How the attempted murder of Dr Muhammad Al Zabn a male gynecologist underscores cultural/sexist tensions in Saudi Arabia.
Jordanian doctor Dr Muhammad Al Zabn has survived an attack on his life after being shot at by the husband of a Saudi woman whose baby he’d just delivered, after the male obstetrician was accused of having seen his wife naked at the time of birth.
The shooting last month, took place at King Fahad Medical City in the Saudi Arabia capital of Riyadh, leaving fellow doctors stunned.
Upon his arrest, the unnamed father told he was humiliated that Dr Muhammad Al Zabn delivered the child after having expected treatment from a female gynecologist.
Local press told of the father having travelled to the hospital after arranging to speak with Dr Al Zabn, who’d been instrumental with the man’s child’s safe arrival. At the time the father had told Dr Muhammad Al Zabn that he wanted to personally thank the medic for safely delivering the birth of his child.
It was from there, according to gulfnews, the unnamed father, smuggled a gun into the hospital grounds, after having agreed to meet the doctor in the hospital’s garden.
Upon making their way to the hospital grounds, the assailant then removed the gun from its hiding place and shot the doctor at point blank range.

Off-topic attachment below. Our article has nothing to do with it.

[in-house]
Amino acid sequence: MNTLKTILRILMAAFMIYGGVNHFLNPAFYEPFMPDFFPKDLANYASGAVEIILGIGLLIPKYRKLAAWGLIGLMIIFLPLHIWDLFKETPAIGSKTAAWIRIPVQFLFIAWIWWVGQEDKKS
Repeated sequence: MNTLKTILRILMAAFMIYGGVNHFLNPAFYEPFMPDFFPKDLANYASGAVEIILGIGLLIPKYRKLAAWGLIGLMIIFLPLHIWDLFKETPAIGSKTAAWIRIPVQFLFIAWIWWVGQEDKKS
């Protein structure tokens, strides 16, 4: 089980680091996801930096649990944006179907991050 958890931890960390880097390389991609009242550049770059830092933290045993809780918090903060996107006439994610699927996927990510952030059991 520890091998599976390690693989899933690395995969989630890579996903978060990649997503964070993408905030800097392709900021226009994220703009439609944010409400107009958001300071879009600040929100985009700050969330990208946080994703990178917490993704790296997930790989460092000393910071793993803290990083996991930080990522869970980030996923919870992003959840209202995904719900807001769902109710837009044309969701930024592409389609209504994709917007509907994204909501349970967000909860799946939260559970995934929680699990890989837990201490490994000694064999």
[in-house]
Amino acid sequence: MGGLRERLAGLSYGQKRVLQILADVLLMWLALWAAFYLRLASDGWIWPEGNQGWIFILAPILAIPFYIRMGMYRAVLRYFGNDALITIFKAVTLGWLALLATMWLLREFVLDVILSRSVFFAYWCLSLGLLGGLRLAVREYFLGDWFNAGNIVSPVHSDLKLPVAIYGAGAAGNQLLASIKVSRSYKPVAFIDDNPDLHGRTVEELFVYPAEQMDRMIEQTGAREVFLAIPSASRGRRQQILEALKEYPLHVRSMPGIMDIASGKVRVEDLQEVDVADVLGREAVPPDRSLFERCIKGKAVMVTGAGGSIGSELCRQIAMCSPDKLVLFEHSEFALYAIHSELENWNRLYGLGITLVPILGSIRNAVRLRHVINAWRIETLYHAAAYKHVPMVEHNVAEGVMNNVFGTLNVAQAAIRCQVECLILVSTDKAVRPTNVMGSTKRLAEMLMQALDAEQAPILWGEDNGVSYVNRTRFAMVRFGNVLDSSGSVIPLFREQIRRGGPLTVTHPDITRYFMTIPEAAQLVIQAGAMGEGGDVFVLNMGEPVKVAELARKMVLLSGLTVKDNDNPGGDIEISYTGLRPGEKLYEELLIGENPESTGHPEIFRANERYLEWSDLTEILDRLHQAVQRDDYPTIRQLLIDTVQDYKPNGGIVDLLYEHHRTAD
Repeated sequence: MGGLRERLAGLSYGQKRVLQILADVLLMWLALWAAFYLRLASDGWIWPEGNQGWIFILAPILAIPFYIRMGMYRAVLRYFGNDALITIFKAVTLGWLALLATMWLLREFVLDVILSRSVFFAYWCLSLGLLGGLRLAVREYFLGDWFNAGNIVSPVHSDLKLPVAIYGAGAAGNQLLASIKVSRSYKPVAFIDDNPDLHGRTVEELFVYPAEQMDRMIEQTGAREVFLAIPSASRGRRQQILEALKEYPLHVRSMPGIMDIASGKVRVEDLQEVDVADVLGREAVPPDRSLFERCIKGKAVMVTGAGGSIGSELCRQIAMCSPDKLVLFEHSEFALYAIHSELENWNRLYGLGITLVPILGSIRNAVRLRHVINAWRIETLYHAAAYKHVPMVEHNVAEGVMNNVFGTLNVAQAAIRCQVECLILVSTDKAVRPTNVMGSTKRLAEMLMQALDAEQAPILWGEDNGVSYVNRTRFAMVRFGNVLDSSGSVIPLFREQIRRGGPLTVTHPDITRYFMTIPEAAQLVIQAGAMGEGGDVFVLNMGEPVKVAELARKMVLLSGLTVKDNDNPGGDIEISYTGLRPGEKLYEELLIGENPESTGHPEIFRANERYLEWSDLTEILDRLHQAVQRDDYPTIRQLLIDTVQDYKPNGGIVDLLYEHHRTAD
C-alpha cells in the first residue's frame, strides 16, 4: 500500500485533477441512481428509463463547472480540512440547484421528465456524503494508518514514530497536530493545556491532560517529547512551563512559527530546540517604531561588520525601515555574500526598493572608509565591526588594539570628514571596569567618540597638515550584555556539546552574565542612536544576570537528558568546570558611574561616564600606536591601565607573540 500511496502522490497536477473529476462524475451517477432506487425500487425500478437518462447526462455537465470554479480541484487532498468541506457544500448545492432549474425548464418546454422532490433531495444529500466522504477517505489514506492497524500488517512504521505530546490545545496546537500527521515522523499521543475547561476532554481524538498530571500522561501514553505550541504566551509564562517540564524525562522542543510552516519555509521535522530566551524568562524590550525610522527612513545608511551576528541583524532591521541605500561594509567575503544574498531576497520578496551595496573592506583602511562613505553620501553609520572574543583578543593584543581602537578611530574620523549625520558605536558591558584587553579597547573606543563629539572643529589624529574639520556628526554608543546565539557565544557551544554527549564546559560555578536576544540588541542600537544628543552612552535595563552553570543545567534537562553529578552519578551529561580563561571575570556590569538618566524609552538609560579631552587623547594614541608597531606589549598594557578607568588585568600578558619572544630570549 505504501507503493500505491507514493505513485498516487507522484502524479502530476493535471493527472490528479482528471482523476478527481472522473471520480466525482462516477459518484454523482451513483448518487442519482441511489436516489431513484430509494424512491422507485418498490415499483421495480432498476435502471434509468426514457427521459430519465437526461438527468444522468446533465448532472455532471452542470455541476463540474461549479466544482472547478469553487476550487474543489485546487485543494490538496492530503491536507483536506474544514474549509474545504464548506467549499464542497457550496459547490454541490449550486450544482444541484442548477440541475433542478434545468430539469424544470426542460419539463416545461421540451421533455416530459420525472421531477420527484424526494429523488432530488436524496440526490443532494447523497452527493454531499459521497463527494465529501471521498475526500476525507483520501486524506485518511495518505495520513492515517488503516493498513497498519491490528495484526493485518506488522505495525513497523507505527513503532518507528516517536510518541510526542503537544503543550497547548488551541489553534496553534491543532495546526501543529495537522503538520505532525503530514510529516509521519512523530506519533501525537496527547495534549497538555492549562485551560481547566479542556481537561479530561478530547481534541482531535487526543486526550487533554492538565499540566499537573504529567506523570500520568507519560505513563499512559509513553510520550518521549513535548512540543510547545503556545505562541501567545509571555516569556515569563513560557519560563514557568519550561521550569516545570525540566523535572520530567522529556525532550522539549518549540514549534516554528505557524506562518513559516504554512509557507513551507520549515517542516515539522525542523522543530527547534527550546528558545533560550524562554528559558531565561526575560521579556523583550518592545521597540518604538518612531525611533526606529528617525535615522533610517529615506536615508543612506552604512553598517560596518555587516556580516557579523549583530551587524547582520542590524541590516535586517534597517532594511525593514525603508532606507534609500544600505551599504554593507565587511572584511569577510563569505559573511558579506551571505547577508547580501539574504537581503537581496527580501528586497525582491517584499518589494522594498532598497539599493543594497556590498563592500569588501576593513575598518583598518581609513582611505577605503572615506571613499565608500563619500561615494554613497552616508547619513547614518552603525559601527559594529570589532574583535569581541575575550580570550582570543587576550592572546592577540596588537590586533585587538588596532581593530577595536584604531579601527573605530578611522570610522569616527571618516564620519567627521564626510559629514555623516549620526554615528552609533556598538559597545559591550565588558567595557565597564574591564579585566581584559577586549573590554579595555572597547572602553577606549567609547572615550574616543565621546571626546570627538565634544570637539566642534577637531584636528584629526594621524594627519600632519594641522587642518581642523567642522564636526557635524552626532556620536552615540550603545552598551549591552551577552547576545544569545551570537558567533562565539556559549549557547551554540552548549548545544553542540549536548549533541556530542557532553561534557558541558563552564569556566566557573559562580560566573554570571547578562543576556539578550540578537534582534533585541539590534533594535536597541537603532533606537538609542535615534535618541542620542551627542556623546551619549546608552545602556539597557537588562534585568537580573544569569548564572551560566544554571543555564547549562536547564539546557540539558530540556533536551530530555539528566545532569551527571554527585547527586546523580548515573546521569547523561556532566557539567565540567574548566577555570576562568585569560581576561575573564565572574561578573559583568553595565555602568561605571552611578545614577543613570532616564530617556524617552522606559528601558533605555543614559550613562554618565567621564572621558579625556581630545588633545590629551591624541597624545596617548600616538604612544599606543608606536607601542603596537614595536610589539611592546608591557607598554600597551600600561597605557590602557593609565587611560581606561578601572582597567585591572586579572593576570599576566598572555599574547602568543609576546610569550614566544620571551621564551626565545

Upon having shot the doctor, the gunman ran off with the shot medic rushed to the hospital’s intensive care unit where he is being treated currently.
A hospital spokesman confirmed that the doctor’s condition was stable according to a report via Newsweek.
Following the unwarranted attack, police launched an attempted murder investigation, with the man eventually arrested.
News of the incident led to outcry on social media with some supporting the father.
Equal rights is not on the agenda in the strict Middle Eastern country.
Females are banned from undertaking many day to day tasks to prevent them form coming into contact with men.
It is against Sharia law for them not to have a chaperone when in the company of males unless they are related to them.
The majority of public buildings including offices, banks and universities have separate entrances for both sexes.
As noted by a report via express.co.uk women are not allowed to travel on public transport with men, go to parks, beaches or amusement parks and were even banned from entering a Starbucks coffee shop in the Riyadh.
Breaching laws leads to criminal charges and women can often be threatened with corporal punishment and even the death penalty.
The Saudi moral police known as mutaween or volunteers have the power to arrest unrelated males and females caught socialising.
They are also allowed to arrest anyone engaged in homosexual behavior or prostitution.
In addition using sticks they enforce Islamic dress-codes, and store closures during the prayer time.
Saudi women are required to have a chaperone at all times whenever they leave the house.
They are watched by their male companion while they undertake shopping trips and visits to the doctor.
Authorities claim this protects them from being vulnerable to sin.
At present it is not necessarily understood what punishment the father will face, if any.